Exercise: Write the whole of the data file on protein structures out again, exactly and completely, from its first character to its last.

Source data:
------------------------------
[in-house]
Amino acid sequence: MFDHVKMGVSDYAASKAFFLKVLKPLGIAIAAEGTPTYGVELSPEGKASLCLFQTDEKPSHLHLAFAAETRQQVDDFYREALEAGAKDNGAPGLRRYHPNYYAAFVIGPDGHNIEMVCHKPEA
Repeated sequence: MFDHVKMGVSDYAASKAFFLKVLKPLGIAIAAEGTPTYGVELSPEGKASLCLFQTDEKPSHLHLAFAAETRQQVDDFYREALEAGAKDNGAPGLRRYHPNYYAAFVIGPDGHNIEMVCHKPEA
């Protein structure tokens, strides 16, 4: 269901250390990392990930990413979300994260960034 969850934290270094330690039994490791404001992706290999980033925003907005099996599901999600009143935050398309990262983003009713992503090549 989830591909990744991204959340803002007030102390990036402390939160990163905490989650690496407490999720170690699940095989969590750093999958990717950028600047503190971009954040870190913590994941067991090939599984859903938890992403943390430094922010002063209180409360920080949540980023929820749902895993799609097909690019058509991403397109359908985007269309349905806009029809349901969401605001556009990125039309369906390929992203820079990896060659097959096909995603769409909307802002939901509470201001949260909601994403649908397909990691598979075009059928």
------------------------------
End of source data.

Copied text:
[in-house]
Amino acid sequence: MFDHVKMGVSDYAASKAFFLKVLKPLGIAIAAEGTPTYGVELSPEGKASLCLFQTDEKPSHLHLAFAAETRQQVDDFYREALEAGAKDNGAPGLRRYHPNYYAAFVIGPDGHNIEMVCHKPEA
Repeated sequence: MFDHVKMGVSDYAASKAFFLKVLKPLGIAIAAEGTPTYGVELSPEGKASLCLFQTDEKPSHLHLAFAAETRQQVDDFYREALEAGAKDNGAPGLRRYHPNYYAAFVIGPDGHNIEMVCHKPEA
């Protein structure tokens, strides 16, 4: 269901250390990392990930990413979300994260960034 969850934290270094330690039994490791404001992706290999980033925003907005099996599901999600009143935050398309990262983003009713992503090549 989830591909990744991204959340803002007030102390990036402390939160990163905490989650690496407490999720170690699940095989969590750093999958990717950028600047503190971009954040870190913590994941067991090939599984859903938890992403943390430094922010002063209180409360920080949540980023929820749902895993799609097909690019058509991403397109359908985007269309349905806009029809349901969401605001556009990125039309369906390929992203820079990896060659097959096909995603769409909307802002939901509470201001949260909601994403649908397909990691598979075009059928």